Double Takes!

This image, which looks like an abstract painting with splashes of colour that have travelled over the canvas, is actually of a pattern created by sand. Photograph/P Sreesailam

This image, which looks like an abstract painting with splashes of colour that have travelled over the canvas, is actually of a pattern created by sand. Photograph/P Sreesailam

Ambarin Afsar lists out ways in which you can take pictures that turn heads and make you look at them again and again after the first cursory glance.

This story was originally published in February 2011.

How many times have you listened to the same song as soon as it gets over? How many times have you seen your favourite film and discovered new things—things that you might have missed the first time? Similarly, an unusual photograph can make you look at it over and over again after the initial glance. With each view, the picture might amaze you or make you laugh. Now, to create one of these beauties for yourself, all you need to do is follow a few tips and in no time you will make people say, “Hey! Did I just see that? ”

Seeing the Unusual
To capture an image that turns people’s heads requires keen observation. Look around you and you will find that almost every object has a strange, hidden side to it.

The small fibres on flower stalks might look uncannily like human hair. A small fan might seem like the propeller of a boat or a tiny animal that has curled up to sleep, might seem like a soft cushion. A block of plain notepaper may seem like a cube and even the surface of the desk might acquire a unique, abstract texture by being subjected to a lot of wear and tear over the years. Train your eyes to look for the strange and the bizarre and you will be rewarded by the odd world that surrounds us.

Understanding Visual Puns
A pun is a word that sounds similar to another word, but means a completely different thing. Similarly, in the world around us, we often see things which resemble other, but are otherwise completely disconnected. You can spot faces in kaleidoscopic forms in landscapes that are perfectly mirrored in a still lake . Even the rough bark and hollows of trees can give you strange-looking human faces or demonic forms. The texture of leather can seem like deep, criss-crossing lines or pathways.

Rivulets of sand can seem like softly flowing fabric; while water can look like a sheet of glass or undulating cloth. Architecture can also provide you with many opportunities to capture strong symmetrical shapes, such as rows upon rows of frosted glass, iron beams, girders and other aspects that might not be easily visible in natural elements. Once you understand these visual puns, all you need to do is find an angle or a viewpoint that will do justice to the never-before-seen aspects of an ordinary object.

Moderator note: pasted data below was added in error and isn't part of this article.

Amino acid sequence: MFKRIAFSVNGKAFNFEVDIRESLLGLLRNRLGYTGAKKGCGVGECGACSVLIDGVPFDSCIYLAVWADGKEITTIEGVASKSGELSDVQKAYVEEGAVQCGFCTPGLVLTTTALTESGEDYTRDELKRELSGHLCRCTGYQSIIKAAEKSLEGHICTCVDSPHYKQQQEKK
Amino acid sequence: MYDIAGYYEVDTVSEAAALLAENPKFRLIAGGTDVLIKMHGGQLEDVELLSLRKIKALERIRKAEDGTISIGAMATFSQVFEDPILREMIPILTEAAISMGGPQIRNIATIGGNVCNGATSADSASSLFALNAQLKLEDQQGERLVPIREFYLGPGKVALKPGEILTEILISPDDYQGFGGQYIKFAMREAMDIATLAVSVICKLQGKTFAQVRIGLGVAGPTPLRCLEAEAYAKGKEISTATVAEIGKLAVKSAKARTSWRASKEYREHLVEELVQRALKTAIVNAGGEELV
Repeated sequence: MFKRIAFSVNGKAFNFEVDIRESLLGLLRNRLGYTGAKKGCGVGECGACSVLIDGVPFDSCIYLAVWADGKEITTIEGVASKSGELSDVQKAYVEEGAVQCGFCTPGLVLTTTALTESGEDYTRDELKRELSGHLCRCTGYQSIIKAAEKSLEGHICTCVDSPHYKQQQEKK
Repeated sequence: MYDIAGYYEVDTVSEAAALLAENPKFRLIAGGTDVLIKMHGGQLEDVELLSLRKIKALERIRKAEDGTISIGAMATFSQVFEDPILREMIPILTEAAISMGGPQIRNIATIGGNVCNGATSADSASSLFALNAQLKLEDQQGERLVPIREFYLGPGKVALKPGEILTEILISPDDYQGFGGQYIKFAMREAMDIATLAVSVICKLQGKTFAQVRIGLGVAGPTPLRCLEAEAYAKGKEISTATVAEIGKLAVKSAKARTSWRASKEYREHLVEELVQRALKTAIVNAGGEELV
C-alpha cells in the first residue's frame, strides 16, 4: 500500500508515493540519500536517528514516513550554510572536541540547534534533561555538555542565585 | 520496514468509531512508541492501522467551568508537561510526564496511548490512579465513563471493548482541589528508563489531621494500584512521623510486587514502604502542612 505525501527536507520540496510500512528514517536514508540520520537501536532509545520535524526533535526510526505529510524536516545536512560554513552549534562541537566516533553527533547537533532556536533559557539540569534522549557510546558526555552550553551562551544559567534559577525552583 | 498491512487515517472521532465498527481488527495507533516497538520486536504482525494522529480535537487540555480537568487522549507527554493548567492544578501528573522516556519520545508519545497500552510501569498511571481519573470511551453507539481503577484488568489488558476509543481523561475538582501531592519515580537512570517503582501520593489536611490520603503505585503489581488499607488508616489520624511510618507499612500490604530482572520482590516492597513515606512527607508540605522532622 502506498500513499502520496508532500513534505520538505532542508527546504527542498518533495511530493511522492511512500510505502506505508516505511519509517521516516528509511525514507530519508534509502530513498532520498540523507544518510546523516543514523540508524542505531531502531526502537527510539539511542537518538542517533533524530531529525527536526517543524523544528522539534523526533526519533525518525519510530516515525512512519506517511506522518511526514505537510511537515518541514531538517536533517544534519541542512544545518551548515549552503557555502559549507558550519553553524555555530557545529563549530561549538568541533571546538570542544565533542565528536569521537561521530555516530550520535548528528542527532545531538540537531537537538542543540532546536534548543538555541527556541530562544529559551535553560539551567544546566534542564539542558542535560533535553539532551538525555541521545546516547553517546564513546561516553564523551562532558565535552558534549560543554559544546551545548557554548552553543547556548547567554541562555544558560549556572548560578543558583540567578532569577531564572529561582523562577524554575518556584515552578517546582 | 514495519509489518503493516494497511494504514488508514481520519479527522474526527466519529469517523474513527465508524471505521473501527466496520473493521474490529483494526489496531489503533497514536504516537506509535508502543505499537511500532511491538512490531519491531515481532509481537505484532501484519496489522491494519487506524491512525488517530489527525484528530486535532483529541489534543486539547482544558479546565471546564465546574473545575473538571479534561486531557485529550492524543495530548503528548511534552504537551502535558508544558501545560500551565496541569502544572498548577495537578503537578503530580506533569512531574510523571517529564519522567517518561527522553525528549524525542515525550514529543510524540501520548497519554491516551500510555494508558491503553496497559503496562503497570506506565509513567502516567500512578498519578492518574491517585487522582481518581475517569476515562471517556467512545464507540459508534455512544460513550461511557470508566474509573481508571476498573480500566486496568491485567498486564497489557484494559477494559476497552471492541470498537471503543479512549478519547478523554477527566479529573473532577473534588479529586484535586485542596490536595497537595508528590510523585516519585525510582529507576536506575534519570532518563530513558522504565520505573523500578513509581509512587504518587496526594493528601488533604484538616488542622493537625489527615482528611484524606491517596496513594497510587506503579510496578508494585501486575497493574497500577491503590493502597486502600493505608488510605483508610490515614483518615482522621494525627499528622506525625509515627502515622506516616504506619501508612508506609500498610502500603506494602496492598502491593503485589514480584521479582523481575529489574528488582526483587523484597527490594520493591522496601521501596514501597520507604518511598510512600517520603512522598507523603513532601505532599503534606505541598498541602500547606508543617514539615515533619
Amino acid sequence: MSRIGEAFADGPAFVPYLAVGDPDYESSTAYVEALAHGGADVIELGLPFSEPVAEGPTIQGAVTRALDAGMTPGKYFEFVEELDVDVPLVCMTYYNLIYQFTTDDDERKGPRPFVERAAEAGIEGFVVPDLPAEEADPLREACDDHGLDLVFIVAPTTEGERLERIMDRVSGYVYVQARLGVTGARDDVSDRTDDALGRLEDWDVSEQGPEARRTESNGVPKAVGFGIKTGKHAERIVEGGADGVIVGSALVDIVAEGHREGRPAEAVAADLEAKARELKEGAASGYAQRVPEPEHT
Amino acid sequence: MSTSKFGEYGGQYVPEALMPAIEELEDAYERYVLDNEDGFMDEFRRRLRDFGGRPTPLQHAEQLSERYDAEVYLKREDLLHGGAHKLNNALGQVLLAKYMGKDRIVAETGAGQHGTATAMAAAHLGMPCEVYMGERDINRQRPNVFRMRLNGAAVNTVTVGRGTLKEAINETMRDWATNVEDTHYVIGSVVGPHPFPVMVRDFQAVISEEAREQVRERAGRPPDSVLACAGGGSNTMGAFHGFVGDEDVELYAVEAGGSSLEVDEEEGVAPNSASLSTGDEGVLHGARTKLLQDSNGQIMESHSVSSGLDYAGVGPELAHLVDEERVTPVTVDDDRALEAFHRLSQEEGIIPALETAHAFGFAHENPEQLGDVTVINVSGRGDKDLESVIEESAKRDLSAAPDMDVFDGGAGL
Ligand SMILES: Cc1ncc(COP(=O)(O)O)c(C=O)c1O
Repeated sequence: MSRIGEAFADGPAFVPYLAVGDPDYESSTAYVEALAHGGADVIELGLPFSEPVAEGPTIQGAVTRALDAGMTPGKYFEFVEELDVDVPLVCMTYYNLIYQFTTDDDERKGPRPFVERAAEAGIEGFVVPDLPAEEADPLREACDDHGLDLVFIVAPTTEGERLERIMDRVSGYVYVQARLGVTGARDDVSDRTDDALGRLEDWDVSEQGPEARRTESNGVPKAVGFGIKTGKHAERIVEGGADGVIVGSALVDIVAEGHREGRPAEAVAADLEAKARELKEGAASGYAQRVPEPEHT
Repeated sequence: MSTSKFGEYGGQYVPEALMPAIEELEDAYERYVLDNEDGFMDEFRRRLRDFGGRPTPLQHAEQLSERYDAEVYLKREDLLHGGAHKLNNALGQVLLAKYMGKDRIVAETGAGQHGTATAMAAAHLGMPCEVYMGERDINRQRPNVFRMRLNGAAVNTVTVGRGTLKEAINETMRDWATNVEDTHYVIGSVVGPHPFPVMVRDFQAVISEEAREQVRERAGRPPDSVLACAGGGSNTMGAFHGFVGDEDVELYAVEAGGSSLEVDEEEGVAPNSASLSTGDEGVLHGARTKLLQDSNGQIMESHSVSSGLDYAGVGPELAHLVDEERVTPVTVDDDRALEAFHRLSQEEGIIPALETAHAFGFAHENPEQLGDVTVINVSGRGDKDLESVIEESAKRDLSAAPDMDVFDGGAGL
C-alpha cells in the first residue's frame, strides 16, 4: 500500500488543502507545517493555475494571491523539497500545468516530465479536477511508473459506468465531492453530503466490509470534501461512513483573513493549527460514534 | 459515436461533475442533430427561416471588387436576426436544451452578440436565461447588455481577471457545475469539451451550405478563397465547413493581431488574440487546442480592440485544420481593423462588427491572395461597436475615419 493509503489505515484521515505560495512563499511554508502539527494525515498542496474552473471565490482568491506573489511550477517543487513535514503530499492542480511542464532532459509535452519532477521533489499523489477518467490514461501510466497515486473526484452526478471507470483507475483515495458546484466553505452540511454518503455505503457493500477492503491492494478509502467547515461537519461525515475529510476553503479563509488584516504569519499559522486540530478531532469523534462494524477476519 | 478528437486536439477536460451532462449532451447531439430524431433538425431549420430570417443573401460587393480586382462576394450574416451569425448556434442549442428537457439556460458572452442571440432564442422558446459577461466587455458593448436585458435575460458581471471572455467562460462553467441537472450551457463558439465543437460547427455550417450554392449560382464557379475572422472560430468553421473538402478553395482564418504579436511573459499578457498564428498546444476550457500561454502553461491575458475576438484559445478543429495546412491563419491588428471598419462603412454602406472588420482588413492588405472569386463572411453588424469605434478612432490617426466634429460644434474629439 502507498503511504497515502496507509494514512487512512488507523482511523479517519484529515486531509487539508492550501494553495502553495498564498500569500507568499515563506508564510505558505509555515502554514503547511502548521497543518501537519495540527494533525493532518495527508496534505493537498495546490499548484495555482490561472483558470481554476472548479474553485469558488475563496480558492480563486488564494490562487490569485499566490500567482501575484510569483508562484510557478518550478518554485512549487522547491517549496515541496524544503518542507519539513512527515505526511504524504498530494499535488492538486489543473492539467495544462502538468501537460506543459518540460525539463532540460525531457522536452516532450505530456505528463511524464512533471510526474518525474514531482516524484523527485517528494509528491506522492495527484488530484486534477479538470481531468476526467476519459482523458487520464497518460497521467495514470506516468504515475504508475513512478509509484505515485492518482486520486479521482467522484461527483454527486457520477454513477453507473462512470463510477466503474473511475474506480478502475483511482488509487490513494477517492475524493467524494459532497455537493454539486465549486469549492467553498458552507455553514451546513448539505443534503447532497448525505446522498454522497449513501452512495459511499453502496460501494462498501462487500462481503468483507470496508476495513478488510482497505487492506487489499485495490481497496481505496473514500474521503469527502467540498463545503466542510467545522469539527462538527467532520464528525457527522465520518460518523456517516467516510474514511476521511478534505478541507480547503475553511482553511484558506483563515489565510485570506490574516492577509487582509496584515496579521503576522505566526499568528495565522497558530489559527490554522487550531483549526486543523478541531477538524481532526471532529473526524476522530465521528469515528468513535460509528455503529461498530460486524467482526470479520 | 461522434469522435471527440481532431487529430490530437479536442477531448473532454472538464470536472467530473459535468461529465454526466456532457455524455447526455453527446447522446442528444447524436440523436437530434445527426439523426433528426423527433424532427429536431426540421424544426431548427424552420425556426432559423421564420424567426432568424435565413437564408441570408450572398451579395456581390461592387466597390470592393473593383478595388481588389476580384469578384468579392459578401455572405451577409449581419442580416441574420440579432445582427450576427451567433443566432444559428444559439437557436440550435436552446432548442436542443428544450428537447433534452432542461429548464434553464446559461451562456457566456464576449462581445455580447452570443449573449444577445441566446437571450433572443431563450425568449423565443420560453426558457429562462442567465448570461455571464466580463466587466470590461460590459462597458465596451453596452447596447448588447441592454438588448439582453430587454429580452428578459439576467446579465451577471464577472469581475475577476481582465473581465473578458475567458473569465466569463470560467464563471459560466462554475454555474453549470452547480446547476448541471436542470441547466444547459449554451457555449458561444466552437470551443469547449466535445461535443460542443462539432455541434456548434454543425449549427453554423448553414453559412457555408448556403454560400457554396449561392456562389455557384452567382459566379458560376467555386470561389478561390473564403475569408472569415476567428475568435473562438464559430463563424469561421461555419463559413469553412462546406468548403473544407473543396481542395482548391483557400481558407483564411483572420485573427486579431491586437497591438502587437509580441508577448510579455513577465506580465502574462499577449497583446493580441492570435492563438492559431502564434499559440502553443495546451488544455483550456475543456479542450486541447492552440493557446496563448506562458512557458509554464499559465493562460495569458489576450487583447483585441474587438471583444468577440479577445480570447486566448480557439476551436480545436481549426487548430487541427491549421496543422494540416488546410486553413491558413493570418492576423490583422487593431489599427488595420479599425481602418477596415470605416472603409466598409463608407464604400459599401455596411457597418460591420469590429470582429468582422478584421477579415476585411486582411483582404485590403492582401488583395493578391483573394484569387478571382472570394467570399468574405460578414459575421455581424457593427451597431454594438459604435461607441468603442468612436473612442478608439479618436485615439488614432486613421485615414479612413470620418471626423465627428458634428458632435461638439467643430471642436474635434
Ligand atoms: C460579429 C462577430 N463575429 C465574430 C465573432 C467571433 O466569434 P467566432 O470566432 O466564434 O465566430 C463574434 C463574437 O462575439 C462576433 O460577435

Creating Illusions with Lenses
Sometimes, you might need the help of your gear to further enhance an illusion that already exists. You could use the wide end of a kit lens or a wide-angle lens to achieve a frame with curved edges. Shooting from the wide end can also help you use the distortion to make quirky people or pet portraits, where the centre of the face seems unusually large compared to the rest of the frame.

You can also use fisheye lenses to achieve a greater degree of distortion as these lenses make the frame appear bulging. With such lenses, lines turn circular, instead of seeming curved! Almost anything you point a fisheye lens at, be it a stairway or the window of your own house, seems like it has been constructed by someone who makes roller coasters. Bridges, lakes, tall structures and even people can seem extremely distorted, giving the images an unbelievably whacky appeal.

The Hidden World of Macros
Extreme close-ups and macro shots can open up whole new avenues of appreciating the mundane. Veins of leaves look like city maps, the irises of eyes can seem like velvety tunnels disappearing into the black of pupils. A macro of an ice cube can reveal an entire frosty, glacial world inside the ice cube. A close-up of fabrics can reveal innumerable warps and wefts within.

Tiny insects and their strange anatomy can also provide you with stunning images. The multiple eyes of spiders, the compound eyes of flies, delicate wings of dragonflies and seemingly dangerous mandibles of ants can all make for images that make the viewer gasp in wonder. Remember that double takes do not need to be absolute. Do not completely avoid a picture just because it seems mild and less dramatic. Even a hint of a different meaning and an unusual sight can spark off the viewer’s interest and make him do a double take.

Tags: Shooting Technique, Better Pictures, October 2010, Ambarin Afsar, Composition, Unusual